Loving Lake Garda

Mention the Italian Lakes, and Milan's elite or George Clooney lounging at an exclusive Lake Como villa come to mind.  But are you aware that there is an even larger body of water east of the more famous lakes that is equally adored by millions of visitors per year? Lake Garda, or "Benaco," as it is sometimes called, is the summer holiday retreat for millions of Europeans, and as a resident of one of the lake's towns, I can tell you that you're probably missing out!

Lake Garda, Italy

Put together everything you love about Italy: a warm climate, the rugged coastline, mountains, food, history, wine and rich cultural traditions. Lake Garda, at 31 miles long and touching three Italian provinces, manages to offer it all. Like a giant fjord, protected by the Alps and opening to the great Po Valley in the south, this lake is a paradise that the ancient Romans, Italians, Germans and other Northern Europeans discovered long ago.

Lake Garda in ItalyRiva del Garda, where I live, lies at the northernmost tip of the lake and is a microcosm of all good things
"Garda." Only 100 years ago, Riva was not actually a part of Italy but, like the rest of Trentino-Alto Adige, a part of the Austro-Hungarian Empire. (The local cuisine, with such delights as spinach dumplings, is a testament to that.) The walled medieval town center unfolds right onto the port, and while tall peaks form an impressive western border, the climate is distinctly Mediterranean-- palm trees, oleanders, roses and magnolias fill gardens and line avenues. If you ride the bike path north out of Riva along the Sarca river that feeds Lake Garda, a fertile plain opens before you, a remnant of the glacial activity that created this lake. You'll pass the trees producing the northernmost olive oil in the world as well as vineyards growing the nosiola white grape, which is made into a refreshing wine--one of several varietals exclusive to the region.

Outdoor recreation is a way of life in the Upper Garda. Both Riva and neighboring Torbole are mountain biking, sailing and windsurfing meccas. Arco, in the valley, is a mountain-climbing capital, while kitesurfers dominate the waters in nearby Malcesine. On an average day, you'll see families riding their mountain bikes through the town's cobblestone streets on their way to the beach. Though teeming with Roman ruins and fortifications, the modern infrastructure somehow makes it all just feel like a giant playground.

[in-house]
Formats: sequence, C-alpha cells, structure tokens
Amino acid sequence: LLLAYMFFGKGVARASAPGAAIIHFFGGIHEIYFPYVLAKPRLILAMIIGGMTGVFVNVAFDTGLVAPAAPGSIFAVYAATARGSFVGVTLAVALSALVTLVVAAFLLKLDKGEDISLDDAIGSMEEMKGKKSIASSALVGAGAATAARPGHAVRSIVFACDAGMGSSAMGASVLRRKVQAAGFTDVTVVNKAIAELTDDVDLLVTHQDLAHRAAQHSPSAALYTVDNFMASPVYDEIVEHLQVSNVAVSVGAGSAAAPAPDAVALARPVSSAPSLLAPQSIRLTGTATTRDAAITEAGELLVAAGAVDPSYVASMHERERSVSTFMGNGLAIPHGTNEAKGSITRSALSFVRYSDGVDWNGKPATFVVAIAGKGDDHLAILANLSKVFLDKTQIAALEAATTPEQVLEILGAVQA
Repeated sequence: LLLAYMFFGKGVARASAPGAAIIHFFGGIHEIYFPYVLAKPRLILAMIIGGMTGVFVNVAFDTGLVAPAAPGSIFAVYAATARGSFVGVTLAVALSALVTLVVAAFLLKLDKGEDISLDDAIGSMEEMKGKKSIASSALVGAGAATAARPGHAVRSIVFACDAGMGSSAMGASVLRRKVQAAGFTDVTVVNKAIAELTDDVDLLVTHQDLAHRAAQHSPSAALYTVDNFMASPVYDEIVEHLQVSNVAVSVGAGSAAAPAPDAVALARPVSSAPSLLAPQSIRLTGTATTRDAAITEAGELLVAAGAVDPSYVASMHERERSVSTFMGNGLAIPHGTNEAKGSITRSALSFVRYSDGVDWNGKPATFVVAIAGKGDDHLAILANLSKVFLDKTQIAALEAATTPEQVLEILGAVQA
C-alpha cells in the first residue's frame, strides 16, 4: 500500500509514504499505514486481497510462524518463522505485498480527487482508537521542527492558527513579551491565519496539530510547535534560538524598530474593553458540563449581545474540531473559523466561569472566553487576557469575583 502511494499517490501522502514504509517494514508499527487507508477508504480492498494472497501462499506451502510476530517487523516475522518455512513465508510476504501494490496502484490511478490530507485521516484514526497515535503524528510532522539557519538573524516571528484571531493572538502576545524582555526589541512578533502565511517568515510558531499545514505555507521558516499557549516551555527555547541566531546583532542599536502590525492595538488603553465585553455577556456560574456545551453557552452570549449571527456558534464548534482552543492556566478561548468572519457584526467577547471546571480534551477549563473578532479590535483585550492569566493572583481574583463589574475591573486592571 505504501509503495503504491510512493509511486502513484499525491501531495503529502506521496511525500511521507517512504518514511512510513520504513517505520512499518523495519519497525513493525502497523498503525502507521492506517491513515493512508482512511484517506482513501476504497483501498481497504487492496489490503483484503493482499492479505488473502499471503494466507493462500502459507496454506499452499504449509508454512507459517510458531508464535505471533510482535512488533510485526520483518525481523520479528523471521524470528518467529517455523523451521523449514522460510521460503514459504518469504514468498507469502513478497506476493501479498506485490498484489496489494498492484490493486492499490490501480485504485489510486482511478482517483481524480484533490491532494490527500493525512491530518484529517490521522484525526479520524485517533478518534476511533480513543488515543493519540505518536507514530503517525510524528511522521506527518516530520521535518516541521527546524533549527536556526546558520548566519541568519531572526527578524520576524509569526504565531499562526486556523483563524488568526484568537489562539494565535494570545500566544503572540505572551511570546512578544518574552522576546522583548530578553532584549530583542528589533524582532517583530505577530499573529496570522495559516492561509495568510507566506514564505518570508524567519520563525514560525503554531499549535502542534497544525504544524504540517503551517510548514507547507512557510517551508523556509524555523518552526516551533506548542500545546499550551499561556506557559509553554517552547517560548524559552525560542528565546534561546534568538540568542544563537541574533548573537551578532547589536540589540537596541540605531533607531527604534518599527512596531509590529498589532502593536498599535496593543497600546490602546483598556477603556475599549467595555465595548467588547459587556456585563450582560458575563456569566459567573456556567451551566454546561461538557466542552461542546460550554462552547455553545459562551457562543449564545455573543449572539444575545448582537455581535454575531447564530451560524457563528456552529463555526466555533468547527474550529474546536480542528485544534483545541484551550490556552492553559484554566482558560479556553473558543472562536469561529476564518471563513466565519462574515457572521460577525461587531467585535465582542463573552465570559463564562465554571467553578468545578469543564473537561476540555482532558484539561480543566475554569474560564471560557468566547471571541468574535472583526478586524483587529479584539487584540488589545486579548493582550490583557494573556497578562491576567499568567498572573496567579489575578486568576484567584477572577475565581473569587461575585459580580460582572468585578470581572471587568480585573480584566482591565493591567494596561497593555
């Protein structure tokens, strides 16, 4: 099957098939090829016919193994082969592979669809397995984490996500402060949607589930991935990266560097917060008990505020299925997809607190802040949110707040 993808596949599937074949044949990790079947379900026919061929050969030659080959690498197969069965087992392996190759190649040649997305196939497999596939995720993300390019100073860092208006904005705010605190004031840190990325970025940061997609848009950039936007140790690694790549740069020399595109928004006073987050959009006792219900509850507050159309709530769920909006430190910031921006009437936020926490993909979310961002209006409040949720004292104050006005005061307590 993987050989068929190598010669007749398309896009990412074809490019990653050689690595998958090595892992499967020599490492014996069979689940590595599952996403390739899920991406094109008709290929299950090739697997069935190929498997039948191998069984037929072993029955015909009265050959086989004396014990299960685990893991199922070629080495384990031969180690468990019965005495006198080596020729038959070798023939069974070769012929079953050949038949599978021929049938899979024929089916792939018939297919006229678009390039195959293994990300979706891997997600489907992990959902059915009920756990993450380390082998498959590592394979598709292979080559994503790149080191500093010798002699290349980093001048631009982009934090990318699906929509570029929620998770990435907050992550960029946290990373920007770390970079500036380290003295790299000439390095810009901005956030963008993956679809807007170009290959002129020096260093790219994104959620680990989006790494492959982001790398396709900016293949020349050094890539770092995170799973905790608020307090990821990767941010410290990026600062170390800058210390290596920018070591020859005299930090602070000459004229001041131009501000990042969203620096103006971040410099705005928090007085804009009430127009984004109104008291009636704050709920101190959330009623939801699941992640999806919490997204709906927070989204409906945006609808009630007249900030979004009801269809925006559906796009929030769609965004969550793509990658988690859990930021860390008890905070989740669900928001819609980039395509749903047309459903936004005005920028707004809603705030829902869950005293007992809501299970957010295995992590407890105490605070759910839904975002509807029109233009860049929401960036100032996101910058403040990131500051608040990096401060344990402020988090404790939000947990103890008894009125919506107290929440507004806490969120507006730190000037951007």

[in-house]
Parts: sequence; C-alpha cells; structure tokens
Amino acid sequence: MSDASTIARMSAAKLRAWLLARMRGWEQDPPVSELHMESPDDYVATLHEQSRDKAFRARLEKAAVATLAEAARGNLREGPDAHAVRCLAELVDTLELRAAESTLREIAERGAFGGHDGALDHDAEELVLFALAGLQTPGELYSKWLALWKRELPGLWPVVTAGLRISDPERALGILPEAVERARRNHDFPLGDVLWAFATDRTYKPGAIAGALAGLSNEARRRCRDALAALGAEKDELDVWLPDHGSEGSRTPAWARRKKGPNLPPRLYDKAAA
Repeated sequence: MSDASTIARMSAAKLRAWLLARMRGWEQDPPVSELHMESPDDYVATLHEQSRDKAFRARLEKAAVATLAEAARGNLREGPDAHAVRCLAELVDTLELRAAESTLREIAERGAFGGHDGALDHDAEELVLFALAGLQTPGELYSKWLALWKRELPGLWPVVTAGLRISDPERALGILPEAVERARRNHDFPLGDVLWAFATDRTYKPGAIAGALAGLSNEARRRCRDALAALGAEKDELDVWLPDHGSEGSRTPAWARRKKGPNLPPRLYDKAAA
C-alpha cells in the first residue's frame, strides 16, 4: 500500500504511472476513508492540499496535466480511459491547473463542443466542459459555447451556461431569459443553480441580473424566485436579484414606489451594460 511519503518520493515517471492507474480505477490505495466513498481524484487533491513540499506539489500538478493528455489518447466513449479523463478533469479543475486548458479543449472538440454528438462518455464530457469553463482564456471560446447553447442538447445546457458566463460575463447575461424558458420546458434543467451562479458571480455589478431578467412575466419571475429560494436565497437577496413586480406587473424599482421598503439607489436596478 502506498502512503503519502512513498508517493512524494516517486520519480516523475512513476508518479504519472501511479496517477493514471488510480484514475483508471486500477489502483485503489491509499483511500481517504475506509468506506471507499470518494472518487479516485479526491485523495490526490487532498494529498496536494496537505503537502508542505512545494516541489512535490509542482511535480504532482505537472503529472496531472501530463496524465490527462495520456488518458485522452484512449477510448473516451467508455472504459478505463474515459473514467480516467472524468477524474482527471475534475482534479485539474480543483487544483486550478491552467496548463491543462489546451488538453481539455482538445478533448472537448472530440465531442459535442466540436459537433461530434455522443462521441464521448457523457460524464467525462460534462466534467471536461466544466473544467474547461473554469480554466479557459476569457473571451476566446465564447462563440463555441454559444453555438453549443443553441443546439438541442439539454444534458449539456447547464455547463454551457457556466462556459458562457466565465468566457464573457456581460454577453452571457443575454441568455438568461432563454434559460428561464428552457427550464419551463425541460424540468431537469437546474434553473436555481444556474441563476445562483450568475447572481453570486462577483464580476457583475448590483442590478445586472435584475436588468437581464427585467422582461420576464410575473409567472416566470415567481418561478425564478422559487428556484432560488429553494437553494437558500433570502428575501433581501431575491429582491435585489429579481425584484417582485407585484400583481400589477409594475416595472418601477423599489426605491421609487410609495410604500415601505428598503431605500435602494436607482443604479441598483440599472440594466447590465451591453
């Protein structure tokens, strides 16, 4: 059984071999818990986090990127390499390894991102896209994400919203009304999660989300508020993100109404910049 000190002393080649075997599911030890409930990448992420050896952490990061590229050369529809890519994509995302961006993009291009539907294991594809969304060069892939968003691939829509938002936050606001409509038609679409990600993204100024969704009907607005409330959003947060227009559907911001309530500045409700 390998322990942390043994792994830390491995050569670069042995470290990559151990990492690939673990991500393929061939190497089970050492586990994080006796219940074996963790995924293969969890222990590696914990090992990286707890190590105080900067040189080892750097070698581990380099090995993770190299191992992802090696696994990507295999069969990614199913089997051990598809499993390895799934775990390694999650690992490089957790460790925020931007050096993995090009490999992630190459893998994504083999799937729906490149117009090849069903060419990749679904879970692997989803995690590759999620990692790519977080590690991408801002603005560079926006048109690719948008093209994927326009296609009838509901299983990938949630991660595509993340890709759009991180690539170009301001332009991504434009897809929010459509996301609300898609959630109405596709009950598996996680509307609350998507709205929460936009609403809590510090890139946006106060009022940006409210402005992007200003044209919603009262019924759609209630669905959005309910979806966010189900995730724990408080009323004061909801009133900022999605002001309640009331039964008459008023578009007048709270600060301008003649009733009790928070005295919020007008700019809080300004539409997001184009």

Italy - Lake GardaOne of the reasons Garda is unknown to so many might be because it's divided among three political regions. Driving from Riva along the western--or Lombardian--side of the lake, you come to charming little "Limone," so named on account of nearly 800 years of continuous lemon production. Beyond it, jagged cliffs give way to rolling hills. There lakefront towns, such as posh Salò, boast elegant shops, boardwalks and villas. Mussolini was captured in one of those villas--I honestly can't say I blame him for choosing the shores of Garda as the last place to spend his days!

The jewel of the lake is arguably Sirmione, positioned at the tip of a narrow, northern-pointing peninsula at the bottom of the lake. Visitors flock there to enjoy its thermal baths, intact fortress and the crumbly ruins of a massive lakefront Roman villa. If you have the opportunity, you should too!
Boat on Lake Garda, Italy
Along the Venetian or eastern side of Lake Garda one can paddle through the maze of canals of fortified Peschiera, or escape the summer heat with a glass of rosé in a winery above beautiful Bardolino, a town that shares its name with its characteristic light red wine. Our Parma to Verona bike tour will take you there! Many visitors come specifically to experience the breathtaking views atop Monte Baldo, a mountain range flanking the Venetian shore that offers a network of trails and rifugi (huts).

If you plan to visit Garda, I recommend taking advantage of the various local tourist information points. There are still secret hotspots and hidden local favorites to discover, so be adventurous and strike up a conversation with the locals. Development is bittersweet. Garda is certain to become more well-known and popular as the regions pool more of their resources. Those of us who like to ride are already excited about the prospect of them extending and joining the lakefront bike paths to create a complete loop. We just hope that once they do, there will still be room left for us residents to pedal along it, too!

3 Responses

  1. patti

    Sounds interesting what are the details and price point

    • Griz

      We have been to Riva deal Garda four times in the past 6 years. It is one of our Favorite places anywhere for cycling. Most people here will be mountain bikers, but the road riding is outstanding. You can rent an apartment in the old medieval town for about 400 Euros/week. Bikes can be rented for about 20 Euros/day, and less per day the longer you rent. You could also investigate staying in one of the”Bike Hotels” which offer a full service program for cyclists, including room, board, bike and guided tours. Prices vary depending on how elaborate the hotel is. Food prices in the area are average. Dinner can be had for 20 Euros. Grocery store prices are in line with US prices. If you are a cyclist ( road or mountain ) you should not pass up the chance to visit Riva del Garda.

  2. peters

    Ciao! I have now lived in Riva del Garda for 10 years and can only say wow here you have paradise on Earth. And yes Bike renting, walking relaxing anything 🙂 just wanted to say there is a new legend on the lake have a look at the homepage http://www.bthemonster.com where they talk a show the Lovable monster of Lake Garda. And never forget to enjoy your holiday anywhere you are in the World.

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